Imagine Leon/The Professional, if he was an American government assassin, operating in today’s post-9/11 world, and you have a good idea of how this novel feels. In much the way that Mathilda (played by Natalie Portman) humanises Leon (Jean Reno) in the movie, so too does Julie bring Robie incrementally back into the real world not populated by killers and contracts.
I really enjoyed it, and blitzed through, reading well into the night. The Innocent has all of the hallmarks of a Baldacci novel: well-drawn, believable characters, excellent pacing, a couple of plot-twists. Addictive reading. Very highly recommended to all fans of thrillers and definitely Baldacci’s other work.
The trap is set. Failure is not an option.
When government hit man Will Robie is given his next target he knows he’s about to embark on his toughest mission yet. He is tasked with killing one of their own, following evidence to suggest that fellow assassin Jessica Reel has been turned. She’s leaving a trail of death in her wake including her handler.
The trap is set. To send a killer to catch a killer. But what happens when you can’t trust those who have access to the nation’s most secret intelligence?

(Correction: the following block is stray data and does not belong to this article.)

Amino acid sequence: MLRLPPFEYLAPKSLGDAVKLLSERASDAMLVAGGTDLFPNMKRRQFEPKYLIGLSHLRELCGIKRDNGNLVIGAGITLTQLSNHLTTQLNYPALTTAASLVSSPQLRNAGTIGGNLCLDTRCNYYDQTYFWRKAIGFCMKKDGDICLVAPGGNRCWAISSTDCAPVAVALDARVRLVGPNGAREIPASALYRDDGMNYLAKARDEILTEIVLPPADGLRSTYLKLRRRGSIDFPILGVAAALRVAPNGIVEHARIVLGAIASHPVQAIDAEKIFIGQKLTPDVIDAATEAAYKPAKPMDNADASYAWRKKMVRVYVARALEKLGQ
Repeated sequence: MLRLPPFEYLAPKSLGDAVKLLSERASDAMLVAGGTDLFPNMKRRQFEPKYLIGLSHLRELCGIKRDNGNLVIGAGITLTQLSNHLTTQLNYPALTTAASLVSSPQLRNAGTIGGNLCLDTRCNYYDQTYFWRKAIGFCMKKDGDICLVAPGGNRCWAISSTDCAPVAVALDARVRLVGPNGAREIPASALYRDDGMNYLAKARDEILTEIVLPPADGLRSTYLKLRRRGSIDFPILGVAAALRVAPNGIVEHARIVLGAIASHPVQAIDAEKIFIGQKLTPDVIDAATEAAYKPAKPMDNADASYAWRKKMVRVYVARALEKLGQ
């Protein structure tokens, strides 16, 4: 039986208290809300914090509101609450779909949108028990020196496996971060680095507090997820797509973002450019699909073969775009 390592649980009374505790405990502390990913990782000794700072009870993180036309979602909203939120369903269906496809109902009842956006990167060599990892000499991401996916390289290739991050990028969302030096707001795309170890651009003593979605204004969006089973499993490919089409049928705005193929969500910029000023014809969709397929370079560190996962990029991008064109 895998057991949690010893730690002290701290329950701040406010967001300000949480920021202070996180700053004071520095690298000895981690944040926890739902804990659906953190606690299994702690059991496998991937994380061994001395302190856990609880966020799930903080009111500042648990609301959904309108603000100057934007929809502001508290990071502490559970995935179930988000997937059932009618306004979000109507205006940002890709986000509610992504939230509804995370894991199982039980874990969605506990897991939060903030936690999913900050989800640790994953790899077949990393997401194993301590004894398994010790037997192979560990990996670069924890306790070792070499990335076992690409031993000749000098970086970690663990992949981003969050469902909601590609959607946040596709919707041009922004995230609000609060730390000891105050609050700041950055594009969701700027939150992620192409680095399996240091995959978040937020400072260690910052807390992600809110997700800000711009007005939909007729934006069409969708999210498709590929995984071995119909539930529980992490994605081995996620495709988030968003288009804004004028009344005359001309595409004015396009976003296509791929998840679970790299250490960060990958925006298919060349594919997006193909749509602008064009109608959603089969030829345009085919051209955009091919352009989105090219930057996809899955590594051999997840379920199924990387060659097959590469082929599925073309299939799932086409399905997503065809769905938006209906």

Another excellent novel. It offers more of the same, but this time he’s called in to hunt down someone he not only knows, but someone who could be as good as him. I liked the way the story unfolded – even though it was a little predictable (I’m not sure there could have been another trajectory without it being over rather quickly, or disappointing). Getting to know Jessica Reel’s abilities and motivations was well-paced throughout the novel, as was Robie’s eventual confrontation(s) with her. He’s forced to confront the idea that his handlers and employers may have been compromised, or even infiltrated, and Reel’s actions push him to take a leap of faith that could save the country, or damn him. It’s rather typical thriller stuff, really, but damn if it isn’t a fun read. I’ve always enjoyed thrillers that are connected with US politics, conspiracies, spies, and so forth, and there aren’t many who come close to being as good as Baldacci.
I don’t want this post to be too repetitive, so I’ll just say that this novel is as good as The Innocent, and I really like the way Baldacci is keeping Robie on his toes, maintaining the ‘realism’ (for want of a better word) of the character and the world in which he operates, while also developing the character and his group of allies and, effectively, family.
If you are a fan of this type of thriller fiction, then this series is (so far), damned good. I really, really enjoyed reading these three books, and can’t wait to get around to The Target, which is out now. Baldacci is easily one of my favourite authors, and if you haven’t tried out his stuff yet, then I strongly recommend you do – either starting with this series, or the Camel Club series.
David Baldacci’s Will Robie series is published in the UK by Macmillan, and in North America by Grand Central.